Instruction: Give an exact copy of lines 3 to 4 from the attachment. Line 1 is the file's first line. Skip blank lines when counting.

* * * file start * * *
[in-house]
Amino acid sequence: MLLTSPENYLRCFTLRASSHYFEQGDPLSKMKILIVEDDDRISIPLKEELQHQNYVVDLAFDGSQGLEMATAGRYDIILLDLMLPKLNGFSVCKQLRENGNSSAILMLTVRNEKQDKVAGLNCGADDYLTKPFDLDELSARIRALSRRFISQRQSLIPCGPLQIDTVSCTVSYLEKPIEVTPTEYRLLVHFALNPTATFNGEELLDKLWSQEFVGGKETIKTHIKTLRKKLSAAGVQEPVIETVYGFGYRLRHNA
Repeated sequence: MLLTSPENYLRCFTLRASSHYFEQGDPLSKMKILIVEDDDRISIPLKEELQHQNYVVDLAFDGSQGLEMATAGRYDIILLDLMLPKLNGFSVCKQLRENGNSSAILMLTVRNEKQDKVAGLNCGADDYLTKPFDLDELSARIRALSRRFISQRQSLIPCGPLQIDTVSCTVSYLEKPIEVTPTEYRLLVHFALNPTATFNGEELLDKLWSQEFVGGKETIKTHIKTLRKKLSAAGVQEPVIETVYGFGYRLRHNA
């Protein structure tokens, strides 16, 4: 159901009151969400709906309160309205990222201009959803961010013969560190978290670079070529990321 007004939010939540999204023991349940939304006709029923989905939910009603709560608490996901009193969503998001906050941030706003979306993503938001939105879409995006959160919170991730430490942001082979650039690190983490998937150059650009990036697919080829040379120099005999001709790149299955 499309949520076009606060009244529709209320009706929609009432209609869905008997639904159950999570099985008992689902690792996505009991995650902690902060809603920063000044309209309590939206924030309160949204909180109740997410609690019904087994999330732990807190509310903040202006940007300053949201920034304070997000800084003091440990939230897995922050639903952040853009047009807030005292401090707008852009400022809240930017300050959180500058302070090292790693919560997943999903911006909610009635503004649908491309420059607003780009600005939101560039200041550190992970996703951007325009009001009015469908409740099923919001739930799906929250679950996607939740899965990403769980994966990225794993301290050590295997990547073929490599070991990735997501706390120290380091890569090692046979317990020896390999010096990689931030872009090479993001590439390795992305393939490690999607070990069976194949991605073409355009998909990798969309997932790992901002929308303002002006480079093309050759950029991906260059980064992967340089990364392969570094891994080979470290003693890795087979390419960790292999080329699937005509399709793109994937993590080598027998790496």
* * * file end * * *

Repeated sequence: MLLTSPENYLRCFTLRASSHYFEQGDPLSKMKILIVEDDDRISIPLKEELQHQNYVVDLAFDGSQGLEMATAGRYDIILLDLMLPKLNGFSVCKQLRENGNSSAILMLTVRNEKQDKVAGLNCGADDYLTKPFDLDELSARIRALSRRFISQRQSLIPCGPLQIDTVSCTVSYLEKPIEVTPTEYRLLVHFALNPTATFNGEELLDKLWSQEFVGGKETIKTHIKTLRKKLSAAGVQEPVIETVYGFGYRLRHNA
């Protein structure tokens, strides 16, 4: 159901009151969400709906309160309205990222201009959803961010013969560190978290670079070529990321 007004939010939540999204023991349940939304006709029923989905939910009603709560608490996901009193969503998001906050941030706003979306993503938001939105879409995006959160919170991730430490942001082979650039690190983490998937150059650009990036697919080829040379120099005999001709790149299955 499309949520076009606060009244529709209320009706929609009432209609869905008997639904159950999570099985008992689902690792996505009991995650902690902060809603920063000044309209309590939206924030309160949204909180109740997410609690019904087994999330732990807190509310903040202006940007300053949201920034304070997000800084003091440990939230897995922050639903952040853009047009807030005292401090707008852009400022809240930017300050959180500058302070090292790693919560997943999903911006909610009635503004649908491309420059607003780009600005939101560039200041550190992970996703951007325009009001009015469908409740099923919001739930799906929250679950996607939740899965990403769980994966990225794993301290050590295997990547073929490599070991990735997501706390120290380091890569090692046979317990020896390999010096990689931030872009090479993001590439390795992305393939490690999607070990069976194949991605073409355009998909990798969309997932790992901002929308303002002006480079093309050759950029991906260059980064992967340089990364392969570094891994080979470290003693890795087979390419960790292999080329699937005509399709793109994937993590080598027998790496």